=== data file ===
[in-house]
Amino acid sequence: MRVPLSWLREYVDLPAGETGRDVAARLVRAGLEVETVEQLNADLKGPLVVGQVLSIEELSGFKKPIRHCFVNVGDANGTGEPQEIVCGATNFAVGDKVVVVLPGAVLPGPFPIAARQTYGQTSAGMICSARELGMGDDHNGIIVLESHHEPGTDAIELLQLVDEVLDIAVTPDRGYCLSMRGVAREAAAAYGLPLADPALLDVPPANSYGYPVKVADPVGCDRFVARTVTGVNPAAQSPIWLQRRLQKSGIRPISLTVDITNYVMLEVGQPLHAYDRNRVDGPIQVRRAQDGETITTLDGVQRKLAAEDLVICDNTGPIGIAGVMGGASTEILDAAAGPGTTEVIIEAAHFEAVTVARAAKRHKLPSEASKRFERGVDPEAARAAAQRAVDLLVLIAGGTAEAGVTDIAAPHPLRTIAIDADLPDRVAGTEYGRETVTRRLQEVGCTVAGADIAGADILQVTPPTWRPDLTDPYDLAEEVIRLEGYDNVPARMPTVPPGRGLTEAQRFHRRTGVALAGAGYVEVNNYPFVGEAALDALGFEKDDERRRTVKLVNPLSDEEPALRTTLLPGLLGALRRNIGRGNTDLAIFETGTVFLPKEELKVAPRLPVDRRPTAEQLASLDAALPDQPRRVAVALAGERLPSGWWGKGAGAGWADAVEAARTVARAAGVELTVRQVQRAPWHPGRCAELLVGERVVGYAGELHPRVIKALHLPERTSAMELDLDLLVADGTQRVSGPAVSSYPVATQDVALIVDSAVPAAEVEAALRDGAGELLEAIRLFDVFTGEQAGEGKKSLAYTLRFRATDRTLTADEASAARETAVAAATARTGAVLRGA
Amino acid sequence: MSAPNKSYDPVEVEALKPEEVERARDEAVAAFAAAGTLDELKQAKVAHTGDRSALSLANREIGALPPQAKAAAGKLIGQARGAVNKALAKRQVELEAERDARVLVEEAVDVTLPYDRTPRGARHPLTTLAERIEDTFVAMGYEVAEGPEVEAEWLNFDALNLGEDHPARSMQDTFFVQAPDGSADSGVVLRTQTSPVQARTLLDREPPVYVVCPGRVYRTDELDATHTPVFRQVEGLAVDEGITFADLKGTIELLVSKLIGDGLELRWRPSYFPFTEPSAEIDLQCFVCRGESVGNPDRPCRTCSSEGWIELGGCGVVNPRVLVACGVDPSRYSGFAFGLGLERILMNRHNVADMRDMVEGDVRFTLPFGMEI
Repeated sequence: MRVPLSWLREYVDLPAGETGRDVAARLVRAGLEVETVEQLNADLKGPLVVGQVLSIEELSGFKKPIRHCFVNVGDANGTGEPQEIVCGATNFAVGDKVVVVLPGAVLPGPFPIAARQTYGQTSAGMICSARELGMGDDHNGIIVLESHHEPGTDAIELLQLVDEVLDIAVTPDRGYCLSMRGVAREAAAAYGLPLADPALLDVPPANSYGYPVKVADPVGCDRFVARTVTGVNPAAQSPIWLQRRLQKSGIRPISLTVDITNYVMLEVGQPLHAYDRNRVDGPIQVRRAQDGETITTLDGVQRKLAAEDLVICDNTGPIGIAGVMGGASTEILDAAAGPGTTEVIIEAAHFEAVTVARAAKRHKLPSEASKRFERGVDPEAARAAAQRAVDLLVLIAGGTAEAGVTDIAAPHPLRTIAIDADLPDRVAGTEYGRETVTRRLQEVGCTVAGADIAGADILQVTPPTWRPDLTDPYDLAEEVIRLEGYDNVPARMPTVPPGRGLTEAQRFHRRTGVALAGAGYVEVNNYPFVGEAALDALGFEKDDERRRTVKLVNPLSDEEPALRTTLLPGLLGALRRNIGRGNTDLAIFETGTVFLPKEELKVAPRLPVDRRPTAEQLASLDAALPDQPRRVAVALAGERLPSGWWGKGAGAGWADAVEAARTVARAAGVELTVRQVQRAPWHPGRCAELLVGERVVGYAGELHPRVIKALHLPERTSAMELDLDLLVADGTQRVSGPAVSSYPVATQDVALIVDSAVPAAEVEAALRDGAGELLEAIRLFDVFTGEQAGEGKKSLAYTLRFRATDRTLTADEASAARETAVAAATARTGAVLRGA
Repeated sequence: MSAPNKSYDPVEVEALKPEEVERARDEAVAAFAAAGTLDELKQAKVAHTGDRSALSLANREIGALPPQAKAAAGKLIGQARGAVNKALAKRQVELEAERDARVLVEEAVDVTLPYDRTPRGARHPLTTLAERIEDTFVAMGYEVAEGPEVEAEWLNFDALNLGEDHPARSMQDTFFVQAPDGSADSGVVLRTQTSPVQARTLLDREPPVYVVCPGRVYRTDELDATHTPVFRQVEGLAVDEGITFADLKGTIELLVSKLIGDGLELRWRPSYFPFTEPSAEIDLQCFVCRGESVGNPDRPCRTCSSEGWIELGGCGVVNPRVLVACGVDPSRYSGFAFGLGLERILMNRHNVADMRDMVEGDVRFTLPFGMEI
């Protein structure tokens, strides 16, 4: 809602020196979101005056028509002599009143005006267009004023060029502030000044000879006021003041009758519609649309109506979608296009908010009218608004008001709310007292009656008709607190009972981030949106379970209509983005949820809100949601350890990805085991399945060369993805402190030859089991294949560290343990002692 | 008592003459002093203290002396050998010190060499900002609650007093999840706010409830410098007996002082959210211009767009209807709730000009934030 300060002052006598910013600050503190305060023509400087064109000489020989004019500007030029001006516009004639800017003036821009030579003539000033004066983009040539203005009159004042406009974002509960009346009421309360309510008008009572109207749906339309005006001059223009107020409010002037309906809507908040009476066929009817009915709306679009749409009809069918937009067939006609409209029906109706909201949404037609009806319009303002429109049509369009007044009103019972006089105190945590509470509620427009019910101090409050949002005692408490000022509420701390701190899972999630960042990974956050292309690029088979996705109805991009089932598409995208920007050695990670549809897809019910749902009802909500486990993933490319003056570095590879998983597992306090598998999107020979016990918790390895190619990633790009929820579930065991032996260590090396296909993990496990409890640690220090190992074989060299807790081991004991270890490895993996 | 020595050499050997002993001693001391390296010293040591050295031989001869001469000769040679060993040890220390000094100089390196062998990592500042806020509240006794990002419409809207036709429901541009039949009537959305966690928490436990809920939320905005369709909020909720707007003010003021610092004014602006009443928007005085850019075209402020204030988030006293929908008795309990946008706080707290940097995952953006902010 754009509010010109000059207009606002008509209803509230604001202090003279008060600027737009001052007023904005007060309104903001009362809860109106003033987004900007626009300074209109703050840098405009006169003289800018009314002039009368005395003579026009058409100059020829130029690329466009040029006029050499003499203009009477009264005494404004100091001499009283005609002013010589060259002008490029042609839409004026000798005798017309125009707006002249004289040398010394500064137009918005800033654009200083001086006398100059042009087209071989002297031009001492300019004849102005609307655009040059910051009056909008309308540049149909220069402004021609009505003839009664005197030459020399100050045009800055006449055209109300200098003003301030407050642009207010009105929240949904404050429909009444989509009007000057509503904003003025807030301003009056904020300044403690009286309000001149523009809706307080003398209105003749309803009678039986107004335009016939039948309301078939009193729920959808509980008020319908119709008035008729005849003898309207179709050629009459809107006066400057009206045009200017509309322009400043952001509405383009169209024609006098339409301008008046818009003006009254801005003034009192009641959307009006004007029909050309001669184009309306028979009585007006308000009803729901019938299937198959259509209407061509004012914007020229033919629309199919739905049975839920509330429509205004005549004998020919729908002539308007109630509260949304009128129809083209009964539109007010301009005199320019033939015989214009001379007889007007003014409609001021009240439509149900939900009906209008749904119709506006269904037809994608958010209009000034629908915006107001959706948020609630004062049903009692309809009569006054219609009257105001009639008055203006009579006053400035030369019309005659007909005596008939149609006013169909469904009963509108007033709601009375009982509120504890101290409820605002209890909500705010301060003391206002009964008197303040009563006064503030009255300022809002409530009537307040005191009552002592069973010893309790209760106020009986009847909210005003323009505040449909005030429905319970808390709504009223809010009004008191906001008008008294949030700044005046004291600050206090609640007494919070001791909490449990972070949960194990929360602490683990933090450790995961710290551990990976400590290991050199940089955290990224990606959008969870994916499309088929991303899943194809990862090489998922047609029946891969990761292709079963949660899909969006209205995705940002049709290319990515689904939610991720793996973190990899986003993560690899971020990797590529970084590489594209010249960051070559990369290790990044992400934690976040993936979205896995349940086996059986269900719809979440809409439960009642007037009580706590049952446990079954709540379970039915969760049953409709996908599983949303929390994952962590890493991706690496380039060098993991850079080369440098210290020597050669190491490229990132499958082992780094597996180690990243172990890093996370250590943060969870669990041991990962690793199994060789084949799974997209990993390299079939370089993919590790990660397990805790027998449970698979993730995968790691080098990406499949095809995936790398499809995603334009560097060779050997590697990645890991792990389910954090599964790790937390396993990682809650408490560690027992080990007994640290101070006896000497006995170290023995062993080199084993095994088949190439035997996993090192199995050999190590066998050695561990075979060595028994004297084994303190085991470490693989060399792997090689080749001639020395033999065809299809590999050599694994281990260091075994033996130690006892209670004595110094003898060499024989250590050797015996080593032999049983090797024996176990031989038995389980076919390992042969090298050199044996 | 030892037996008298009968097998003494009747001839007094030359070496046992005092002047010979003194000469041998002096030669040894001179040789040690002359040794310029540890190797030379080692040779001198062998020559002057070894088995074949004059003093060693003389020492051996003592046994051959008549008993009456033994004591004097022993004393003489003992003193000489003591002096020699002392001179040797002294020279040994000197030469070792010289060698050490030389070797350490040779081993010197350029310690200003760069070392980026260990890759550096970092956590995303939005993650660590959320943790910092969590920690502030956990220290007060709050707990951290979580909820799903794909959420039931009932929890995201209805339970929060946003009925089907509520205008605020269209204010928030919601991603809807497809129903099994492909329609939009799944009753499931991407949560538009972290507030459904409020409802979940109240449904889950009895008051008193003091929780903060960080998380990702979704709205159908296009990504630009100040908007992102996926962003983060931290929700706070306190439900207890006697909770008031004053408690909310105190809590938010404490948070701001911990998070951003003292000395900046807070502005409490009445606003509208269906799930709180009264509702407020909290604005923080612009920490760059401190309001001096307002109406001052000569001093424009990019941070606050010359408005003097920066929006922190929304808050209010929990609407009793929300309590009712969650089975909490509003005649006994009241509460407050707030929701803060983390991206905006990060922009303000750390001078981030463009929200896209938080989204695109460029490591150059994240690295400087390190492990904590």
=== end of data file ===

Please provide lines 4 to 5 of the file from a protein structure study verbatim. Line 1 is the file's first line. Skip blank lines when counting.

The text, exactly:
Repeated sequence: MRVPLSWLREYVDLPAGETGRDVAARLVRAGLEVETVEQLNADLKGPLVVGQVLSIEELSGFKKPIRHCFVNVGDANGTGEPQEIVCGATNFAVGDKVVVVLPGAVLPGPFPIAARQTYGQTSAGMICSARELGMGDDHNGIIVLESHHEPGTDAIELLQLVDEVLDIAVTPDRGYCLSMRGVAREAAAAYGLPLADPALLDVPPANSYGYPVKVADPVGCDRFVARTVTGVNPAAQSPIWLQRRLQKSGIRPISLTVDITNYVMLEVGQPLHAYDRNRVDGPIQVRRAQDGETITTLDGVQRKLAAEDLVICDNTGPIGIAGVMGGASTEILDAAAGPGTTEVIIEAAHFEAVTVARAAKRHKLPSEASKRFERGVDPEAARAAAQRAVDLLVLIAGGTAEAGVTDIAAPHPLRTIAIDADLPDRVAGTEYGRETVTRRLQEVGCTVAGADIAGADILQVTPPTWRPDLTDPYDLAEEVIRLEGYDNVPARMPTVPPGRGLTEAQRFHRRTGVALAGAGYVEVNNYPFVGEAALDALGFEKDDERRRTVKLVNPLSDEEPALRTTLLPGLLGALRRNIGRGNTDLAIFETGTVFLPKEELKVAPRLPVDRRPTAEQLASLDAALPDQPRRVAVALAGERLPSGWWGKGAGAGWADAVEAARTVARAAGVELTVRQVQRAPWHPGRCAELLVGERVVGYAGELHPRVIKALHLPERTSAMELDLDLLVADGTQRVSGPAVSSYPVATQDVALIVDSAVPAAEVEAALRDGAGELLEAIRLFDVFTGEQAGEGKKSLAYTLRFRATDRTLTADEASAARETAVAAATARTGAVLRGA
Repeated sequence: MSAPNKSYDPVEVEALKPEEVERARDEAVAAFAAAGTLDELKQAKVAHTGDRSALSLANREIGALPPQAKAAAGKLIGQARGAVNKALAKRQVELEAERDARVLVEEAVDVTLPYDRTPRGARHPLTTLAERIEDTFVAMGYEVAEGPEVEAEWLNFDALNLGEDHPARSMQDTFFVQAPDGSADSGVVLRTQTSPVQARTLLDREPPVYVVCPGRVYRTDELDATHTPVFRQVEGLAVDEGITFADLKGTIELLVSKLIGDGLELRWRPSYFPFTEPSAEIDLQCFVCRGESVGNPDRPCRTCSSEGWIELGGCGVVNPRVLVACGVDPSRYSGFAFGLGLERILMNRHNVADMRDMVEGDVRFTLPFGMEI